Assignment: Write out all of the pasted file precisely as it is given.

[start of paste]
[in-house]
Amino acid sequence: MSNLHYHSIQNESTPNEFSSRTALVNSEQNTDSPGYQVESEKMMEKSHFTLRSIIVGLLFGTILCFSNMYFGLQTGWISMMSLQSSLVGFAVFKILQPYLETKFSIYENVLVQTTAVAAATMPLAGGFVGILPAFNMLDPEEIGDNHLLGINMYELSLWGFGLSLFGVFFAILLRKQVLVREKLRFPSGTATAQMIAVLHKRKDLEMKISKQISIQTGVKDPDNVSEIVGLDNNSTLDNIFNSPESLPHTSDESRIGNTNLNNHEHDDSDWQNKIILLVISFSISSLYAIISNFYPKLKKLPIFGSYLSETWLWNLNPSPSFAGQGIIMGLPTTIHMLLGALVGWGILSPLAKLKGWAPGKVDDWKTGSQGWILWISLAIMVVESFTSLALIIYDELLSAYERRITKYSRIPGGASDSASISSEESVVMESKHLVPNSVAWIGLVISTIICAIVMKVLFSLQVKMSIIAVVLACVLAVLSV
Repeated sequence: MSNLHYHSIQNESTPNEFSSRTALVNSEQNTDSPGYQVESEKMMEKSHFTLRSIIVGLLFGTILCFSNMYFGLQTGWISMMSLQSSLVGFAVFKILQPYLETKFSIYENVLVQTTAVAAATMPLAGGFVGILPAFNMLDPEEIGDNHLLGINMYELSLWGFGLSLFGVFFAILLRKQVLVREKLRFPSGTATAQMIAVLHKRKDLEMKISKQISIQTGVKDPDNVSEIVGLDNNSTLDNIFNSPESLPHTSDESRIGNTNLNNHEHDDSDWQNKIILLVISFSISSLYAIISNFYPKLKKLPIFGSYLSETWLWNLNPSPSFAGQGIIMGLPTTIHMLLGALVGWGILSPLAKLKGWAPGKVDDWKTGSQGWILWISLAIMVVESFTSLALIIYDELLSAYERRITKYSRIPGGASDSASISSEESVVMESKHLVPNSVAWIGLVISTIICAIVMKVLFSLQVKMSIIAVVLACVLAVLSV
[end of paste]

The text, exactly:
[in-house]
Amino acid sequence: MSNLHYHSIQNESTPNEFSSRTALVNSEQNTDSPGYQVESEKMMEKSHFTLRSIIVGLLFGTILCFSNMYFGLQTGWISMMSLQSSLVGFAVFKILQPYLETKFSIYENVLVQTTAVAAATMPLAGGFVGILPAFNMLDPEEIGDNHLLGINMYELSLWGFGLSLFGVFFAILLRKQVLVREKLRFPSGTATAQMIAVLHKRKDLEMKISKQISIQTGVKDPDNVSEIVGLDNNSTLDNIFNSPESLPHTSDESRIGNTNLNNHEHDDSDWQNKIILLVISFSISSLYAIISNFYPKLKKLPIFGSYLSETWLWNLNPSPSFAGQGIIMGLPTTIHMLLGALVGWGILSPLAKLKGWAPGKVDDWKTGSQGWILWISLAIMVVESFTSLALIIYDELLSAYERRITKYSRIPGGASDSASISSEESVVMESKHLVPNSVAWIGLVISTIICAIVMKVLFSLQVKMSIIAVVLACVLAVLSV
Repeated sequence: MSNLHYHSIQNESTPNEFSSRTALVNSEQNTDSPGYQVESEKMMEKSHFTLRSIIVGLLFGTILCFSNMYFGLQTGWISMMSLQSSLVGFAVFKILQPYLETKFSIYENVLVQTTAVAAATMPLAGGFVGILPAFNMLDPEEIGDNHLLGINMYELSLWGFGLSLFGVFFAILLRKQVLVREKLRFPSGTATAQMIAVLHKRKDLEMKISKQISIQTGVKDPDNVSEIVGLDNNSTLDNIFNSPESLPHTSDESRIGNTNLNNHEHDDSDWQNKIILLVISFSISSLYAIISNFYPKLKKLPIFGSYLSETWLWNLNPSPSFAGQGIIMGLPTTIHMLLGALVGWGILSPLAKLKGWAPGKVDDWKTGSQGWILWISLAIMVVESFTSLALIIYDELLSAYERRITKYSRIPGGASDSASISSEESVVMESKHLVPNSVAWIGLVISTIICAIVMKVLFSLQVKMSIIAVVLACVLAVLSV